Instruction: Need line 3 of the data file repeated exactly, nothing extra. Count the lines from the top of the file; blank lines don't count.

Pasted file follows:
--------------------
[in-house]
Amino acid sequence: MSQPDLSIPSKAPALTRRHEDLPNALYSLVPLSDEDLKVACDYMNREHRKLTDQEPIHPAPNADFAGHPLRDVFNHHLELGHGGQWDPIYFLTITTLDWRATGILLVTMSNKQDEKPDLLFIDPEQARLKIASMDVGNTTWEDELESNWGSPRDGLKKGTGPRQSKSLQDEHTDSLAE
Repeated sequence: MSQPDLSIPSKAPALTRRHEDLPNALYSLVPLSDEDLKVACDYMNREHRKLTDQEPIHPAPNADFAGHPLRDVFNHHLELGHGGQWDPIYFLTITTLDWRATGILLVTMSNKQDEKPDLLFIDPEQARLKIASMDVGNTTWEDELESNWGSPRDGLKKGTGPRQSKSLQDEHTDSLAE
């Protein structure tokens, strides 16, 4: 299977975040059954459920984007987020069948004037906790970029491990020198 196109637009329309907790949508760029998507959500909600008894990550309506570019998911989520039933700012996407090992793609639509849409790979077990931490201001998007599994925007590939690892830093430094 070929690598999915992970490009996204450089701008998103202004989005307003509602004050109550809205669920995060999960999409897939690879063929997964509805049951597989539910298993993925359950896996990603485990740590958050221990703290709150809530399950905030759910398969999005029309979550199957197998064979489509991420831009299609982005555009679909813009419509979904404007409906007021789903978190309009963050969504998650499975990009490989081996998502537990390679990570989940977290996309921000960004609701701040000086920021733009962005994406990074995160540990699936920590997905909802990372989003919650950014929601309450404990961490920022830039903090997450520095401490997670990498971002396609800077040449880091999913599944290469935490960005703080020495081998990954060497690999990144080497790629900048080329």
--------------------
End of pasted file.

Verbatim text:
Repeated sequence: MSQPDLSIPSKAPALTRRHEDLPNALYSLVPLSDEDLKVACDYMNREHRKLTDQEPIHPAPNADFAGHPLRDVFNHHLELGHGGQWDPIYFLTITTLDWRATGILLVTMSNKQDEKPDLLFIDPEQARLKIASMDVGNTTWEDELESNWGSPRDGLKKGTGPRQSKSLQDEHTDSLAE